You may remember me babbling about the end of civilization as we know it earlier on this blog, commenting on the arrival of an iPad in the household. I thought that I could while away some quiet time in the woods reading Walden on the iPad. This has not proven to be the case. Only twice have I actually used the iPad for reading. (More often, alas, I use it for Solitaire.) There are several reasons why this might be the case. Foremost (I tell myself) is that there is so much else to attract my interest when I am at the cabin (and I don’t just mean Solitaire). Thus quiet times are not so common, and when they occur, they are often around a campfire. A second reason is that the iPad is backlit, which I’m told is no way to read. Apparently this can cause eye strain, though I’ve not been afflicted with this malady yet. Or it could be that it is generally impossible to pry the device from my wife’s hands when we are out there. Whatever the reason, I haven’t fulfilled the iPad’s potential as a book reader.

And perhaps I never should have for the new Kindle sitting on the table beside me may now take on that role. So far I have only downloaded one book — Walden again — primarily because it is unfinished business for me but also because it is in the public domain and so is free. (I’m thinking that I want to try out the reading experience before I begin spending a lot of money on books for it that I may not read. That’s called rationalizing, folks.)

That was not the end of the electronic reader gift giving in our household. Our soon-to-be-daughter-in-law received a Kobo reader from us in early December to accompany her on some traveling she was about to embark on. She was delighted with it. We chose the Kobo because she and my son spend a great deal of time at the Border’s bookstore studying (they’re in medical school together — it’s adorable!), and the Kobo is the store brand. My son’s soon-to-be-parents-in-law then gave him a Kobo as well.

And then my wife found a Kobo under the tree for herself this year too. Amazing!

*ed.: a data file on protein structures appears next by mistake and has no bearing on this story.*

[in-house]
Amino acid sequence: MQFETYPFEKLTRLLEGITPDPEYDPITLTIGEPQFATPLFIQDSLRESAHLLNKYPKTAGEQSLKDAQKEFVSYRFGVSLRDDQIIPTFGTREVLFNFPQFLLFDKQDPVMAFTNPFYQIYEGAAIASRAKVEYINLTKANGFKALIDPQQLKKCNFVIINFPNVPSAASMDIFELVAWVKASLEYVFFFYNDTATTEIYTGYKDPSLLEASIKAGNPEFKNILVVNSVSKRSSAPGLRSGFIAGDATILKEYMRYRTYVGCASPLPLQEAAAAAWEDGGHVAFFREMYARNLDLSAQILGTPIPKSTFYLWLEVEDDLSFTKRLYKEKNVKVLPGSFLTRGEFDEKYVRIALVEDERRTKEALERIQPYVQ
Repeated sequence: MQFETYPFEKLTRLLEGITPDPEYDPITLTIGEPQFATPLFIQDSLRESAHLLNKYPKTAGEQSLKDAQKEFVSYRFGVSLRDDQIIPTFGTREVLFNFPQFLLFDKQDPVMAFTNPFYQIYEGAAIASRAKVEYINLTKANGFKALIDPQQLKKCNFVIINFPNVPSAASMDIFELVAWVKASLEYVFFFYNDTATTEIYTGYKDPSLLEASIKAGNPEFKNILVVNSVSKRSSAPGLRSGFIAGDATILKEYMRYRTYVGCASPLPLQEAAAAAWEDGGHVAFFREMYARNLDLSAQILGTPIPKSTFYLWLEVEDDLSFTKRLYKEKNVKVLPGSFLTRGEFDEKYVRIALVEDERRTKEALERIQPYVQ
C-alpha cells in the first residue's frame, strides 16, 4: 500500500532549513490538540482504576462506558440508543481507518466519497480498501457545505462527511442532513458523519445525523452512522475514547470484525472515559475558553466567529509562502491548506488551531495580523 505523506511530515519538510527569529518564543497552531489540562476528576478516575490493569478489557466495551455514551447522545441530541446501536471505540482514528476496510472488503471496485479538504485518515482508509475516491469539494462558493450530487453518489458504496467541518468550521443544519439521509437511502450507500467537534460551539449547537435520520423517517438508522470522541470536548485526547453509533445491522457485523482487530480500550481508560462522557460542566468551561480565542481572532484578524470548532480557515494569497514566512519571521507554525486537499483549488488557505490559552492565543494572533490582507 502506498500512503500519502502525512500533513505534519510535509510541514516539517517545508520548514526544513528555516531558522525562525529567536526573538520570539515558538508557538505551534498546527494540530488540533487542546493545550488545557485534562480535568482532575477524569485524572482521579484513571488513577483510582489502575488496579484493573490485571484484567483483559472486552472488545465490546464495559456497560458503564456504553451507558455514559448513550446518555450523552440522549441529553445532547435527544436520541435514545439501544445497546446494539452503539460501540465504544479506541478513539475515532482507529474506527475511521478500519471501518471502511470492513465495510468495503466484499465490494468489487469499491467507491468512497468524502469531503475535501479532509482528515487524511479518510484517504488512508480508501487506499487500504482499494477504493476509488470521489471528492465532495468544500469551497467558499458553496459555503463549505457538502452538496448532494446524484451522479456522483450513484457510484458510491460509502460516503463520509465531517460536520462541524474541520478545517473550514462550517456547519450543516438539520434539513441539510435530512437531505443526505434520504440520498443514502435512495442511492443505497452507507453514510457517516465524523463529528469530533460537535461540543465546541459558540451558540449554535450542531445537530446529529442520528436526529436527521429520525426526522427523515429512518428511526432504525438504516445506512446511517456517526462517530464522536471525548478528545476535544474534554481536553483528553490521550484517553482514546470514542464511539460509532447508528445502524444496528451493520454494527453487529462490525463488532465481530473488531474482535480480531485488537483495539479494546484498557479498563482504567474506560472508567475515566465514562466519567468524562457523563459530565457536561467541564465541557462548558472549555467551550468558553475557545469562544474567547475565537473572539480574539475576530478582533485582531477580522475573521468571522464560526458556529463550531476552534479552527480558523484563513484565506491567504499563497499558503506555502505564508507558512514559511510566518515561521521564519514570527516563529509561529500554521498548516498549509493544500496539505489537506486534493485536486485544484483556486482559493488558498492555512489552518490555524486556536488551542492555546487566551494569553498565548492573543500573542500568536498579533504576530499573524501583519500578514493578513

When I spoke with my mother two days ago, she announced that she had bought herself a Nook reader, which is the store brand for the Barnes and Noble bookstores. So the family is all over the map on electronic readers suddenly.

Of course each system has a proprietary delivery mechanism, and the book you can download to one device may not be available to another device. Furthermore, I checked with my local public library — a well-funded jewel of an institution — and found that as of yesterday morning, they only had 60 novels available in ebook format.

I know what I need to do. I must purchase and download some contemporary novel that I want to read so that I will be compelled to use my new Kindle. That’s really how I am going to get myself to begin the ereader experience.

A lot has been said about how these ereaders lack many of the tangible qualities of cloth and paper books. I think this can be true, but it may also be a generational fetish. When you think about it, universal literacy is a fairly recent phenomenon — let’s say only within the last 150 years — so the established experience, reading books on paper, is not necessarily the standard experience. My grandchildren (not that that is ever going to happen!) will likely only see cloth and paper books in museums and perhaps even scoff at ebook readers because they will have some new mechanism.

Until then, however, I have a suggestion. I think ebook readers should have a feature added to them that emits a musty odor. Then a reader can experience at least that tangible feature of an old-style book. You heard it here first!

Update 2/1/11: My daughter recently attended a taping of the Martha Stewart Show. As a gift each of the guests in the audience was given a Sony Reader. I think that about covers the eReader range for the family.